Google, Amazon and Adobe honchos speak of AI's dark side that gives them sleepless nights


Here is one thing about the biggest fad of our times, Artificial Intelligence (AI), that keeps top executives at Google, Amazon and Adobe awake at night. Misinformation.

“If there is anything that keeps me up at night, it is the scare of misinformation,” said Subram Natarajan, Director of Customer Engineering, Google Cloud. He was speaking during the panel discussion on 'Artificial Intelligence & Business Intelligence' organised as part of Manoramaonline Techspectations held at LeMeridien in Kochi on Friday.

Natarajan said entrepreneurs should be wary of the misinformation and misguided data that gets into the system when AI is deployed at enterprise scale.

“Every inference that is coming out of AI, we should know where it is coming from,” Natarajan said.

Praveen Jayakumar, Senior Manager AI/ML, Amazon Web Services, gave the example of the latest blockbuster chatbot, ChatGPT, to drive home the point of misguided ingestion of data.

“ChatGPT is trained to give an answer, which is not always the correct answer. It gives answers in quite an authoritative fashion, but these may not be right. That's the danger,” Praveen said.

Already, ChatGPT's answers have been revealed as having certain inherent biases especially concerning race and colour that are not in keeping with how the civilisation would want itself to evolve.

“My biggest fear is that the underlying data with which you train the AI model, if it has biases like race or colour, will be carried over to systems powered by AI,” Praveen said. In short, AI can colour enterprises in ways that would not be appreciated.

Is AI really smart?

A way out of the moral damage could be an oversight mechanism. “There are enough technologies to ensure explainability, fairness and transparency in AI systems. Just make sure there are enough of these in the AI system you adopt,” Subram said.

Also, he said there should be a governance mechanism within the organisation to inspect that things were being done in alignment with the principles adopted.

Soumitra Dhankar, the head of Solution Consulting, Adobe India, said that there was a difference between “sounding smart” and “being smart”. He said the adoption of AI could make enterprises sound smart. “But companies will have to ensure that there is enough accountability built into the system,” Dhankar said.

He said a company's intent and emotion mattered. “A company has to pledge that it would respect the privacy of its clients and customers,” Dhankar said.

AI is here to stay

Nonetheless, the advance of AI is not something that could be reined in. Amazon's Praveen said that there were five ways in which AI and machine learning were making its presence felt. One, model sophistication. The models are getting larger and are developed using massive amounts of data.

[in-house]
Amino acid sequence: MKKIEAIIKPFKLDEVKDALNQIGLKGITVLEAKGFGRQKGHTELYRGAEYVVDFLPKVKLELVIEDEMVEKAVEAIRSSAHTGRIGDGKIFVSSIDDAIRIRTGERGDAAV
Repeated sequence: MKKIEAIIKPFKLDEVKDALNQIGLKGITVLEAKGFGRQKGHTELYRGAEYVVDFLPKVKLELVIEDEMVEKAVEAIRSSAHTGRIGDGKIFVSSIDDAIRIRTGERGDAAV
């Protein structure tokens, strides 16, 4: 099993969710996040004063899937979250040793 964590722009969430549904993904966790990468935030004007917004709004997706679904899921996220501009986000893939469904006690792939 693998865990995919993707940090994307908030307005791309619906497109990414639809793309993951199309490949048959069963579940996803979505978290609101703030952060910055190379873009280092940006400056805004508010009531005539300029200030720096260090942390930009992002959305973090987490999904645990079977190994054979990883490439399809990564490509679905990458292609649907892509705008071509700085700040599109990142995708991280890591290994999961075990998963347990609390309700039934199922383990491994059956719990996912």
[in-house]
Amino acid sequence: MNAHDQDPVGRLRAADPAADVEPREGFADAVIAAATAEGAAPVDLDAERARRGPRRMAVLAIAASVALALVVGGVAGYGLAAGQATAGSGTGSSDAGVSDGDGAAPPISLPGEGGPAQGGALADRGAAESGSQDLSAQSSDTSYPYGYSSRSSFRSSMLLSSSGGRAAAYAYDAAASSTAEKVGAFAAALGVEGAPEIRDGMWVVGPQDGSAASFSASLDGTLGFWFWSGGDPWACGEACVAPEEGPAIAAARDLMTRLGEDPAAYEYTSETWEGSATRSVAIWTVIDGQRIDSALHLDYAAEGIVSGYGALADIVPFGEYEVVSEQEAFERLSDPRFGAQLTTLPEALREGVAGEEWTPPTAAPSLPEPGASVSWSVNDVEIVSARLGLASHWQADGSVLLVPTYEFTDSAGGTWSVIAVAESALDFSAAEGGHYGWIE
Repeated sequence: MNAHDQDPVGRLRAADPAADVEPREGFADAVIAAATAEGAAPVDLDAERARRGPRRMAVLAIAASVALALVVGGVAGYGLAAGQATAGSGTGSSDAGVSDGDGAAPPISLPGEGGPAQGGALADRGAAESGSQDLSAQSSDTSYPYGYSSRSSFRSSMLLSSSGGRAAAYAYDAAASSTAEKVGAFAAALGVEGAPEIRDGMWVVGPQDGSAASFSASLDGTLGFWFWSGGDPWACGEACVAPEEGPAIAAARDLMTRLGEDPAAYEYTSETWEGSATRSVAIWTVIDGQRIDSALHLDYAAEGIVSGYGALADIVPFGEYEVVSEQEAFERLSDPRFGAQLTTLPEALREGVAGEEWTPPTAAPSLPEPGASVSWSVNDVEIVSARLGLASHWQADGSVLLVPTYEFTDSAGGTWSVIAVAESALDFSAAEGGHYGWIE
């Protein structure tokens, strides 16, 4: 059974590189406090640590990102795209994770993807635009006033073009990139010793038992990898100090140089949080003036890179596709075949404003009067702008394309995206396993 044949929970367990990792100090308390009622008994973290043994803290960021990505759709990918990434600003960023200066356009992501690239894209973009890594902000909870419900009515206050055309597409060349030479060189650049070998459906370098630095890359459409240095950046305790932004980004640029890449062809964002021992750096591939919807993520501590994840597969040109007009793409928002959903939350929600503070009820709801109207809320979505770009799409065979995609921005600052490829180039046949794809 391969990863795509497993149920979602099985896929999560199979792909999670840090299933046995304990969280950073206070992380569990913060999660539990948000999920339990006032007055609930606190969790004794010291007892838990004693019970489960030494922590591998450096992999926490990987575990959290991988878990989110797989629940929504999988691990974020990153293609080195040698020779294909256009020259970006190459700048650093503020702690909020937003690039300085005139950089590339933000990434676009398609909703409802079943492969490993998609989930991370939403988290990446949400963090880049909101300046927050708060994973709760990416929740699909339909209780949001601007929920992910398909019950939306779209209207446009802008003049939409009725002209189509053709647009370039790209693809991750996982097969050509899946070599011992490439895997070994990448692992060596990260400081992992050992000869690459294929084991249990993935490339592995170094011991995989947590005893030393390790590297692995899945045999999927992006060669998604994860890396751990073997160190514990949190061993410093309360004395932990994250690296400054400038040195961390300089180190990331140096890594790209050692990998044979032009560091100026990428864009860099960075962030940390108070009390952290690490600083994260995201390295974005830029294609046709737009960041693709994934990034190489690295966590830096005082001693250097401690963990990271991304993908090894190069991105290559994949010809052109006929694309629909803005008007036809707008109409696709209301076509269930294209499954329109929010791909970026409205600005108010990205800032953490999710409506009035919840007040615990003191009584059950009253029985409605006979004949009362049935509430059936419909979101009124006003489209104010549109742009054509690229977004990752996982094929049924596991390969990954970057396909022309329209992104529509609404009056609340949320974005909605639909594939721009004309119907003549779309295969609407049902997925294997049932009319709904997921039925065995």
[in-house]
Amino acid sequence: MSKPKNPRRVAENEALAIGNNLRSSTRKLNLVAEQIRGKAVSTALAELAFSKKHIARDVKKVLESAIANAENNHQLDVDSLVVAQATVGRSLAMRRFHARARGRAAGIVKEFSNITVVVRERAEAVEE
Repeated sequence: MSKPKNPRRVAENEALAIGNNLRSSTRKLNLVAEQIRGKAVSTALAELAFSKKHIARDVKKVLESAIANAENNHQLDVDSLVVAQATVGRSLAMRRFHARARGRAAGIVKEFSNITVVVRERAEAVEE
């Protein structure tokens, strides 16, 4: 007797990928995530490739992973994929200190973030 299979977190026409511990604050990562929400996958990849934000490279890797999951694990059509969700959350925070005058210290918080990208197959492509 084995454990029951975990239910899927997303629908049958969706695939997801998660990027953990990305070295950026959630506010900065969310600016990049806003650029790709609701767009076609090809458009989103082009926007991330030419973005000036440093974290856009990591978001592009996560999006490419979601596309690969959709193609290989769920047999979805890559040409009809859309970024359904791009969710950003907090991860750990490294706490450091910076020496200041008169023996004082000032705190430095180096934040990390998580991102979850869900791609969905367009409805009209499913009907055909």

Two, the employability of an increasingly wide array of data. “Machine learning right now is good at identifying things like a photo or a video. Take a football game, for instance. It can identify what is happening on the field and who is playing. But when and where are the big questions that are still left unanswered. This is now being developed through the evolution of geospatial data,” Praveen said.

Three, the standardisation of AI infrastructure tools. Four, responsible AI. “Lot of government regulation is in the offing. Already, the European Union has issued guidelines on bias,” he said.

Five, democratisation. Lot of work is happening to take AI out of the hands of just top global universities and some big companies.

Why do we need AI

Dhankr of Adobe cited three reasons why we need AI. One, “to discover wisdom”. “We are struggling to convert data into information, filter information into knowledge, and create wisdom out of knowledge. Essentially, how do I discover wisdom out of knowledge,” Dhankar said.

Two, “accelerate what is now slow”. Dhankar gave the example of movie production. A filmmaker wants to shoot a scene in the morning. But his lead actor is available only in the afternoon,and others in some other time. “So the filmmaker has to shoot his morning sequence in different time zones. Can AI help him effectively mask the pixel differences of various time zones? In other words, can AI quicken this seamlessness in production,” he said.

Three, decide whether AI matters. Dhankar said humans have upstaged goldfish as the species with the shortest attention span. If goldfish's was nine seconds, humans have recently logged eight seconds. “Therefore, the idea is to engage. How do I keep my customers engaged,” he said.

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